"...hire someone full-time...know a lot of languages and be proficient in all of them...can't afford to pay someone $100k/year" -- Sounds like a version of the Universal Specification: "I want everything, now for, $1.98." As for pay, that one is easy: make him a partner, and he earns from the bottom line just like you do. You will probably have to take a bit of a pay cut to attract what is essentially a do-everything maintenance programmer, not exactly the career track that anyone with the type of experience you are looking for would choose. Have you looked at the pool of experienced programmers? There are quite a few who have been put out to pasture because they don't have the "zing" in their resume that most [In]Homan Resource people look for. Learning languages is a skill easily picked up. Learning how to un-muddle code written my others is an art, and people skilled in the art of decoding a mess are much harder to find, let alone identify.

Transition? One possibility is to find a contractor highly skilled in maintenance programms. If he works out, offer him a partnership.

As for the attitude that any piece of software can be completely bug-free: that's a holy grail. The ADA Programming Language was invented to try to provide an underpinning to achieving the holy grail -- when was the last time you heard about it seriously? Several research-based languages have been developed that purport to "prove" that they are correct...but watch what happens when an unanticipated corner case hits the code. Many of the advances in languages and compilers focus on finding easy and trivial problems quickly, so a programmer doesn't have to spend time finding and fixing them. (Scripting languages, particularly those that compile "on the fly" such as TCL and most shell scripts, point out the advantage of a proper compilable language; you lose some flexibility, but the overall programmer cost is far lower than tripping over mistakes one at a time, particularly if the programs run are measured in minutes and hours.)

Your business model will need to change. Count on it.

Comment I've lost track of the software... (Score 4, Interesting) 289

...that would take documentation of the plugboard wiring of the old 400 series "accounting machines" and produce source that would work exactly the same as the accounting machine, give 80-column card images for the data. It wouldn't emulate any cross-connects to other tab equipment (sorters, punches, interpreters) but it did a wonderful job of moving plug-board programming to the more modern computers (360, in particular). Anyone know where that software might be? As I recall, it was on a micro-spool of magnetic tape originally, purchased at user group meetings. Time to google...nothing so far...

Comment How about a national job pool? (Score 4, Interesting) 512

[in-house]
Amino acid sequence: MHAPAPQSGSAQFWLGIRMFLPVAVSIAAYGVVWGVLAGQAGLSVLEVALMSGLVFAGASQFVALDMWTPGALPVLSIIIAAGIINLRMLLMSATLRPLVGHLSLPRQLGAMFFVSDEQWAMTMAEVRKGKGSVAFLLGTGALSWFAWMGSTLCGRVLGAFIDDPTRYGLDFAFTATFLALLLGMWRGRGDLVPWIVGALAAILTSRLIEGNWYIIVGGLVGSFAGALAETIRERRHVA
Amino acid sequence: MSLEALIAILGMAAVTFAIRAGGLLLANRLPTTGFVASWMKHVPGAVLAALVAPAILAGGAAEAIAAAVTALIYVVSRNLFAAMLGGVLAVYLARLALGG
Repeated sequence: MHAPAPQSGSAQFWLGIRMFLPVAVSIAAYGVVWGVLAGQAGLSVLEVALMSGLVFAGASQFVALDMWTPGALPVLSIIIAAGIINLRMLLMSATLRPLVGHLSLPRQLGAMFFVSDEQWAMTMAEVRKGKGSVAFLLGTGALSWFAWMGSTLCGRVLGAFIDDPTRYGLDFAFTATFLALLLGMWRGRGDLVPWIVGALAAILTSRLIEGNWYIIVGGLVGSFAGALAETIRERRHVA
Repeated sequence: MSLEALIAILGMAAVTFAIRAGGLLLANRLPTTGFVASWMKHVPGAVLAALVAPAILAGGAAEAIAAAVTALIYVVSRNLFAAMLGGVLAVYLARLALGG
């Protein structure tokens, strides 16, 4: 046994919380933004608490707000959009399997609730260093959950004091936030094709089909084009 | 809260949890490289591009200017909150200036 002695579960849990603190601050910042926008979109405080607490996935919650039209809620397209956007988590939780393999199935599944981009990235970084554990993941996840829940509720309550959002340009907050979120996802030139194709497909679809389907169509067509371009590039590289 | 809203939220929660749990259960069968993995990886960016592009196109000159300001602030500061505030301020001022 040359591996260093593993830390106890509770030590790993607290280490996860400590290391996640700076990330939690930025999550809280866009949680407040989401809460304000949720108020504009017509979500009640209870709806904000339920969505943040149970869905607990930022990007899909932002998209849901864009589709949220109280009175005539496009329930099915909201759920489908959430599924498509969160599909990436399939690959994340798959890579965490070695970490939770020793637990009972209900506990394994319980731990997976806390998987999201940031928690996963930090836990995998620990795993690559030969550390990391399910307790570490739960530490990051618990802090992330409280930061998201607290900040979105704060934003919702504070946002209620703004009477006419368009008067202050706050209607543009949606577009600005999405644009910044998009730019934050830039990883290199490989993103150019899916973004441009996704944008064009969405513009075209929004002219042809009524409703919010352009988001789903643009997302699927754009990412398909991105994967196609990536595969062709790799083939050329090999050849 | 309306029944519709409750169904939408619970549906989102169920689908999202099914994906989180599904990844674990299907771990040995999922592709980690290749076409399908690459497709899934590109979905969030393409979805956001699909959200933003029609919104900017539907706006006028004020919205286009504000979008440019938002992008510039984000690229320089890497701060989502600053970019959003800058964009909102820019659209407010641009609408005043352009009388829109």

One of the issues that always comes up when talking about H-1B is that employers say they can't satisfy their needs with the talent already available. So, how about adding the requirement that any H-1B applications require the company post a "Help Wanted" ad in a national database for three months before the application is approved. Let's see why companies don't like citizen talent. Let's see how citizens can fill those jobs.

Comment When trying to study, don't use your room (Score 1) 561

If your school anticipated the problem, you can find the solution. First, see if your dorm has a segregated study area. At the school I went to, that study area was in the basement, down the hall from the laundry room -- the idea was that you should start some clothes washing, study, dry, study, fold, and be done. The room was soundproofed...but the lack of echo and noise unnerved some people, but I loved it. Also, there was a lounge in my dorm where -- most of the time -- you could find peace and quiet. Other people suggested the library as a place to study. The solutions don't have to cost money.

Comment Re:FP? (Score 3, Interesting) 439

Regarding bridges/roads and tolls: One of the rationales for keeping tolls on roads and bridges is to collect money to maintain the roads/bridges once they are paid off. I've seen this reasoning used in three states, and in all cases the tolls were increased "because the cost of maintaining the roads keeps going up." In Cook County IL, the real reason the tolls were kept on is because sub-standard work had to be torn up and re-done -- multiple times. The reason the work was sub-standard is left as an exercise to the reader.

I've never lived in a state where the tolls were retired and the booths torn down.

Dig a little deeper, and you find out that the governments appreciate how tolls free up general revenue for other spending.

Comment Re:makes some sense (Score 4, Interesting) 245

If you have ever been involved with regulated radio, the regulation " Carriers must approve of the use of each and every one of these boosters" makes perfect sense.

The introduction of a repeater into a cell system means that the engineering of the cell boundaries can be affected. Now, for boosters that are used in building that shield the RF, there is little engineering that needs to be done -- you are essentially extending the antenna outside the shield. (And you can get repeater antennas without boosters that do the same job, and I suspect they are *not* covered by this regulation.)

When you have an active repeater, that means the cell signals from the provider can be relayed as well as the signals from your cell phone. With microcell design, this can play hob with the clearances, so that a phone will see two cell site courtesy of your repeater.

I'm not an expert on cell systems, but I remember some of the arguments used to keep people from using cell phones from airplanes.

Comment FORTH (Score 3, Interesting) 704

This reverse Polish language was not a "mainstream" language, but for astronomers, it was perfect for telescope automation. FORTH was also used in other robotic things. I was really surprised that FORTH wasn't included on anyone's list. In fact, how many of you have ever heard of FORTH, let alone did any programming in it?